And when I railroaded I was extreme in doing this. Nothing was real.
    Some published linear modules have pockets, air bubbles of real things, real drawers to open, real people to talk to. Not all of them do. And the real things are mixed in with things that are there to further plot progress rather than to be played around with for their own sake.
  • So, we need to talk about betrayal. In addition to combat / lethality, it seems to me that one of the areas where most traditional systems would, by RAW, be most antithetical to railroaded play is in lie detection. What do you do if one of your players invests heavily in Sense Motive or the equivalent, such that it's basically impossible for your friend-who-later-turns-traitor NPC to pull one over on them?

    But this problem goes deeper than rules system. What if the player is simply good at reading facial expressions, and simply guesses that a particular NPC is intending to turn traitor?
  • So, we need to talk about betrayal. In addition to combat / lethality, it seems to me that one of the areas where most traditional systems would, by RAW, be most antithetical to railroaded play is in lie detection. What do you do if one of your players invests heavily in Sense Motive or the equivalent, such that it's basically impossible for your friend-who-later-turns-traitor NPC to pull one over on them?

    But this problem goes deeper than rules system. What if the player is simply good at reading facial expressions, and simply guesses that a particular NPC is intending to turn traitor?

    I feel like that's a level where tbh railroading needs to be combined with transparency about the plot instead of the traditional secrecy thing. So that then those scenarios don't happen because the player knows the NPC is going to turn traitor, but they know that now isn't the time for it to be revealed and that they need to wait until the time is right, so they choose for the good of the story not to roll the Sense Motive or whatever.
  • I've removed Insight from my game but generally I've seen railroad GMs want players to pick up on those breadcrumbs early, to get all the info beats they can. Hence Gumshoe.

    When I first removed Insight (5e's "are they lying"-skill -- and, it's telling that after stripping the skill list down so much for 5e, they kept Insight in there, even after the two-year playtest), at first I tried to be really transparent about when a character was lying, by trying to act the part of a bad liar. This is GM advice I see so often. It's the school of "give the players all the info they can so they can follow the trail" line of thinking. Watching a lot of recorded roleplay, I often see railroad GM:s being very happy whenever insight is being rolled. And, Pathfinder even has tools to turn it off selectively with special powers and items, and uses it rarely.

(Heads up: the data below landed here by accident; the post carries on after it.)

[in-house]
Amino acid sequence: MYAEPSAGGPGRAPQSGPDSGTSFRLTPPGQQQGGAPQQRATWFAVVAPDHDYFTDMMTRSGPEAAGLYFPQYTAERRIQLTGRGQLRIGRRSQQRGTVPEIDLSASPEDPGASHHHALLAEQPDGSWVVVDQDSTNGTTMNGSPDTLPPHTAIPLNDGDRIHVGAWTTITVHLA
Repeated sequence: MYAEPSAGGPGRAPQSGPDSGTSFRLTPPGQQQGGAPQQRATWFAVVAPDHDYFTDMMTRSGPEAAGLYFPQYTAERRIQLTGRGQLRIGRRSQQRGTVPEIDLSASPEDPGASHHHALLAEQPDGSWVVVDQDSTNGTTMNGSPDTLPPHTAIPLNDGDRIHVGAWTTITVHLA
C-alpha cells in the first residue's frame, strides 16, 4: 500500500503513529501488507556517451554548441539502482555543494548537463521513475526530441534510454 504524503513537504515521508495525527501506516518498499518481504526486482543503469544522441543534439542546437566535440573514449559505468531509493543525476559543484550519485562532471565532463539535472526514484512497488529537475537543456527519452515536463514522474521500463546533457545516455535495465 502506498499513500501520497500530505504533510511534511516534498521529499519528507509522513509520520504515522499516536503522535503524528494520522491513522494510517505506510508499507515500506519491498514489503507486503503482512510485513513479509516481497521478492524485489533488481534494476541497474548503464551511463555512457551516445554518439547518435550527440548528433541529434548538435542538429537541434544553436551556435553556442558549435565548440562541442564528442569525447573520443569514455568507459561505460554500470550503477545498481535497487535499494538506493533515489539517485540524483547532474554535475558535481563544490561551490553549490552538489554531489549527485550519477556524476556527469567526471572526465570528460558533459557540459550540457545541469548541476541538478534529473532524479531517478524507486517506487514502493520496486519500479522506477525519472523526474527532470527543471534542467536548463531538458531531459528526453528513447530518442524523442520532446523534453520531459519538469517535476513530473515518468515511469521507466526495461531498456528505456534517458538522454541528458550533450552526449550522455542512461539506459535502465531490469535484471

(In my own game, I've stopped being so transparent about lies. The game can survive some mystery.)
  • My dabbling at railroading has generally been on the side of extreme dramatic irony. For example, that Chronicles of Prydain stuff - the novels have several characters who "betray the party" (either by having moral failures at key moments, or by being on the side of the enemy all along, or by having their own secret third-party motivations), and this is in no way a secret. We're playing something based on some novels that the players might or might not have read, but every time I introduce a new character I encourage the players to read up on the character in the setting wiki, so it's not exactly a secret that at some point down the line this or that NPC is going to bite the feeding hand.

    So that's one extreme strategy on the matter, just discard the entire idea of the plot's surprise quality as a literary priority. That particular campaign is about experiencing the epic, and just like if we were playing Dragonlance or Lord of the Rings, there's no expectation that you wouldn't already know how it goes. In practice most of the players, unread peasants that they are, don't know how it goes, and many turns and twists will come as a surprise, but that doesn't need to affect the GM in any way - you can present the same exact material the same exact way whether the players know or they don't.

    (Note that a railroad game does not need to worry about the players reacting somehow to their foreknowledge - it's a railroad, remember? Oh, you want to fire the party member who's going to turn traitor in the next chapter? "I'm sorry Dave, I'm afraid I can't do that." If you're routinely controlling the plot by whatever means, surely you can stop the PCs from doing stuff based on meta knowledge.)

    The other extreme would be an immersive game like one of those horror games or such. In those it's better if you simply don't have rules that enable characters to notice things. The heritage of Call of Cthulhu is a heavy weight on horror roleplaying in general, as sometimes the characters need to notice something and sometimes they need to not notice something or the storytelling won't work; better to just not use CoC for this sort of thing. There are alternatives.
  • Basically, Chuubo's would collapse in upon itself if one person did all the outlining, because of how strongly that goes against every design principle of what Chuubo's is about.

    Gotcha. Thanks for filling me in! I still haven't played this game, but every time I hear about it I get more and more interested.

    Sounds like injecting railroading into Chuubo's would be terrible. But using a Chuubo's-like structure for a railroad that everyone buys into upfront... I think I see some potential there.
  • edited April 2018
    Hey Eero, what do you feel are the ties between a Genre Emulationist urge and Railroading?

    I see RRing as an early stab at Genre Emulation (Sim) as gaming was trying to move away from its Gamist and Physics Engine ( Sim) roots, but procedurally rather than rules-mechanically.
  • 2097 said: